Kidnapping your files and data and then holding it hostage until a ransom is paid. That pretty much sums up your basic ransomware attack, the effects of which can be devastating.
In many cases, if the ransom is not paid, the victim’s data remains inaccessible. To further motivate a victim to pay the ransom, the hacker might also threaten to destroy the files or release them to the public. This poses an even bigger problem for companies who hold sensitive data as part of their everyday operations, such as healthcare companies and financial institutions.
If you’re wondering exactly how these heinous attacks are perpetrated, consider the anatomy of a ransomware attack.
Step 1. The cybercriminal sends a very convincing phishing email to an employee which contains an attachment they need to open.
Step 2. The unsuspecting employee makes one fatal click of the mouse.
Step 3. The malware unpacks and executes. In many cases, the malware is programmed to multiply itself, pose as a colleague (which can look like a CEO impersonation, business email compromise (BEC), or account takeover) and do additional damage.
Step 4. Company files become encrypted. This means only the hacker can access them and they can’t be fixed by using a mathematical key known only by the attacker.
Step 5. The company then must make the hard decision whether or not to pay the expensive ransom. This is done with difficult-to-trace cryptocurrency.
Step 6. If the ransom is paid, the files can be decrypted using the key provided by the cybercriminal.
No matter how much ransom you agree to pay there is no guarantee your files will be returned. After all, you’re dealing with criminals. So, what should you do? The FBI urges all organizations who are victims of a ransomware attack to report it to the FBI’s Internet Crime Complaint Center (IC3). Their investigators are your best bet when it comes to tracking down cybercriminals. They’ll attempt to identify the hackers responsible for the ransomware attack, recover your ransom, hold the cyber thieves accountable under U.S. law.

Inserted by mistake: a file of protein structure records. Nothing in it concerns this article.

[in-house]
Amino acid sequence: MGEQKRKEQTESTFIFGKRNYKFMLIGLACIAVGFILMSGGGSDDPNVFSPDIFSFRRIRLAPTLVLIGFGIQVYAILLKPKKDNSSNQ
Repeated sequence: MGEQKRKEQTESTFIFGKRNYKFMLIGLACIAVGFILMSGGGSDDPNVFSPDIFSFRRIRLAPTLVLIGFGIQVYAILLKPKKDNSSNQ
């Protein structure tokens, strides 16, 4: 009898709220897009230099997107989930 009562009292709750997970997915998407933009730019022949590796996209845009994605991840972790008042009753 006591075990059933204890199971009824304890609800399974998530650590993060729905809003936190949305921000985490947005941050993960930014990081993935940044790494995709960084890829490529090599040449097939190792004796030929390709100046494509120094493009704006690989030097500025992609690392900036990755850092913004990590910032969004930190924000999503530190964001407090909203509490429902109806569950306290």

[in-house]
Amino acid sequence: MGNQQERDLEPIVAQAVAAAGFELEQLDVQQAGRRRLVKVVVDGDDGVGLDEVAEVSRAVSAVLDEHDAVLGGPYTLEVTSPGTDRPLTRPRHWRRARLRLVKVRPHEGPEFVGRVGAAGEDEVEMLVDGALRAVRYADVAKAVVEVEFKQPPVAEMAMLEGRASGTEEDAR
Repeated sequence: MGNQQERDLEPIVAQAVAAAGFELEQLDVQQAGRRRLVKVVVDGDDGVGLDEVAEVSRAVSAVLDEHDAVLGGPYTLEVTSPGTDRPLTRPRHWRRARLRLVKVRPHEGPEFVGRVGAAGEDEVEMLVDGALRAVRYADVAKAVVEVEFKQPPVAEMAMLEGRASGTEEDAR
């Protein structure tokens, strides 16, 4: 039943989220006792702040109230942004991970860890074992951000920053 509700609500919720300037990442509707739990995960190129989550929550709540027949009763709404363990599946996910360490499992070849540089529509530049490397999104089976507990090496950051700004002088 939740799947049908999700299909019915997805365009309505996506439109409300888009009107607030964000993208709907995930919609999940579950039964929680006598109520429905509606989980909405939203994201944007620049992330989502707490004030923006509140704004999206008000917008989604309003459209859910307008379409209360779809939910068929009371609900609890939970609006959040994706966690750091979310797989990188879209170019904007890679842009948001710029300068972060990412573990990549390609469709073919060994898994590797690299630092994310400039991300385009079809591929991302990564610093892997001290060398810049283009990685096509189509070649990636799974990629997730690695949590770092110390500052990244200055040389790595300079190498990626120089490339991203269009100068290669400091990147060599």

Of course, that will not keep you safe from the next ransomware or other cyber threats. To do that, you need to protect your business around the clock with the type of email security software that recognizes and stops ransomware attacks from happening in the first place.
INKY provides the most comprehensive email phishing protection available – capable of stopping malware and ransomware before it has the opportunity to fool your employees into making that one fatal click that can bring your business to an end. How? INKY scans every sent and delivered email automatically and flags malicious emails, protecting you from even the most complex threats. INKY’s intelligent machine learning algorithms identify abnormalities in emails, even if the threat has never been seen before. INKY’s Banner warns employees of threats while protecting and training them at the same time.
Installation is simple too. INKY is compatible with just about every email platform and our installation team has most customers are up and running in under an hour – even with remote employees. Do your part to prevent a ransomware attack by scheduling a demo or inquiring today.
INKY® is the most effective hero in the war against phishing. An award-winning cloud-based email security solution, INKY® prevents the most complex phishing threats from disrupting or even immobilizing your company’s day-to-day business operations. Using computer vision, artificial intelligence, and machine learning, INKY® is the smartest investment you can make in the security of your organization. INKY® is a proud winner of the NYCx Cybersecurity Moonshot Challenge and a finalist in the 2020 RSAC Innovation Sandbox Competition. Learn more about INKY® or request an online demonstration today.